“One of the important things is not just that the toys are organic, but that they’re well-made, attractive and well-packaged,” he said.

It’s important these toys are designed and displayed well, since organic toys tend to be more expensive than standard toys.

“Organic toys are a higher price point, so customers want to know that what they are buying is worth it,” Chae said. “But when customers learn to trust a brand, they will come back and buy it again.”

To attract customers new to the trend, retailers can use strategic signage and location within their stores to help promote and sell naturally made toys and organic products.

“I think the most effective way to display organic items is to merchandise them all together, using signage to highlight that they are organic or all-natural,” said Stephanie Volo, president of Planet Dog in Portland, Maine.

Debbie Bauman, owner of Barkery Boo’tique in New Milford, Conn., had good results from proper signage highlighting the organic section in the store. Ford agreed that organizing everything into one area is helpful.

“We have a sign that says ‘Go green,’ and ‘Check out our organics line,’” Bauman said.

Often, manufacturers offer free signage to their retailers to help promote items and to educate customers on the nature of the company’s toys.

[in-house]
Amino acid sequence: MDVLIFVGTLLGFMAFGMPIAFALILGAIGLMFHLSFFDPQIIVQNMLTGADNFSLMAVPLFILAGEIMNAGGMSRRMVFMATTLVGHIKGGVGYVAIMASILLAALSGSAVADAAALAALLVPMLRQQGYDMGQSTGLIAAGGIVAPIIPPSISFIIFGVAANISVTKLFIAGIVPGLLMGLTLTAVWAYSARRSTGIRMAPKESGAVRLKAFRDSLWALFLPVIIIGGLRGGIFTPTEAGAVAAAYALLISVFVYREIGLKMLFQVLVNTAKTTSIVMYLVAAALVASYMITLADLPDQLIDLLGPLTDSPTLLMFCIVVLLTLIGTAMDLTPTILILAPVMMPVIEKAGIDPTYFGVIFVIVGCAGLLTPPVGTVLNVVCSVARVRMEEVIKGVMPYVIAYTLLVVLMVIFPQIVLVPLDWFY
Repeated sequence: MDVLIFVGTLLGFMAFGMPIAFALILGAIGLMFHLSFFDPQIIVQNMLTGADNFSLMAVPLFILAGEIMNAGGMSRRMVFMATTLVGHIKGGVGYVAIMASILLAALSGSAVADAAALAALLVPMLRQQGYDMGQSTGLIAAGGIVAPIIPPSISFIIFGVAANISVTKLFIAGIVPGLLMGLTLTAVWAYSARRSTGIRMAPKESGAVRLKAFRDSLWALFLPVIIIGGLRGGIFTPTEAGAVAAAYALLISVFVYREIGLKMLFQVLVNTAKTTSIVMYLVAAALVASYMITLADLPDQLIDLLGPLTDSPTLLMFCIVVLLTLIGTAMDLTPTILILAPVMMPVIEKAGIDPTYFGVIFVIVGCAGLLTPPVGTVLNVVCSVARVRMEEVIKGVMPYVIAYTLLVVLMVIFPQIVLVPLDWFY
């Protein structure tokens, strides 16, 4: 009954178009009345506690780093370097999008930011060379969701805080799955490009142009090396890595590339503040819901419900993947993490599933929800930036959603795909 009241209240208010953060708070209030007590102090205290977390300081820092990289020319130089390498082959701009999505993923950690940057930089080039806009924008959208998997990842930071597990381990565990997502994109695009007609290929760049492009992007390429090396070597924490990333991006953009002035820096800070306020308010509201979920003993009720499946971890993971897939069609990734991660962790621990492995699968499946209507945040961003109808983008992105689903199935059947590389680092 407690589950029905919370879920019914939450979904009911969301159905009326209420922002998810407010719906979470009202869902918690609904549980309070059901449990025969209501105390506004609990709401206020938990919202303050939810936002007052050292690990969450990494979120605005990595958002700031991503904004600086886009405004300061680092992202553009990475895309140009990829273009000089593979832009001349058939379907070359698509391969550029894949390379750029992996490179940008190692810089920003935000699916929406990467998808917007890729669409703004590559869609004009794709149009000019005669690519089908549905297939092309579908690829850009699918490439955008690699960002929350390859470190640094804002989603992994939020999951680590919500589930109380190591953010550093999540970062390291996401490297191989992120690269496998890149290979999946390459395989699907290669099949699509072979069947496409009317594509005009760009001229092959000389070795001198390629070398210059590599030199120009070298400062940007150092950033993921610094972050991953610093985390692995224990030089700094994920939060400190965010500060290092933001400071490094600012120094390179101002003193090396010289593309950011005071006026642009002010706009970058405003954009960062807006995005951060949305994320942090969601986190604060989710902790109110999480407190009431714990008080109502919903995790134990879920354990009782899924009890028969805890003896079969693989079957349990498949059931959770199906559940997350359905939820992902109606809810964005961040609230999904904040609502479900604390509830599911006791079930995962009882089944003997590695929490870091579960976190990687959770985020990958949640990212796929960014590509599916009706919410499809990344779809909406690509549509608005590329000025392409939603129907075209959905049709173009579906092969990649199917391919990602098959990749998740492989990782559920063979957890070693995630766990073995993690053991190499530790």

Grouping similar products together allows consumers to see the options available for those items.

“I have a section of organic toys that take up their own display,” Bearg said.

He noted it’s important to make sure the organic section is well-marked, with the labels and tags clearly displayed.

“I sell a lot of organic toys,” Bearg said. “It’s nice to have them set apart from other products.”

Ford stressed the importance of committing to the trend to reap its profits.

“Make a statement when you’re serious about selling the organic line,” he said. “If you just throw organics in the mix, then it’s not successful. Either you believe in organics and you put enough products in the store to make it shopper-friendly, or you don’t.”

By clearly labeling and defining natural products within their stores in special sections, retailers can take advantage of this growing niche within the pet-toy market. <HOME>

Freelance writer Michelle Jensen is a former assistant editor for Pet Product News International.

 Give us your opinion on
Holistic Marketplace: Toys for Thought

Submit a Comment

Industry Professional Site: Comments from non-industry professionals will be removed.

Reader Comments
I am opening a small independent dog/wild bird supply "boutique" in Montpelier, Vt.
Eco, green, organic is a main thrust in my store, however, I am featuring all products MADE IN USA, fair trade, and artisan made(such as Parasol bird feeders).

I think the real issue should be supporting USA made products and small USA companies.


Cindra Conison
Cindra, Conison, VT
Posted: 11/18/2009 6:21:24 AM
View Current Comments

Copyright ©  PPN, LLC. All rights reserved.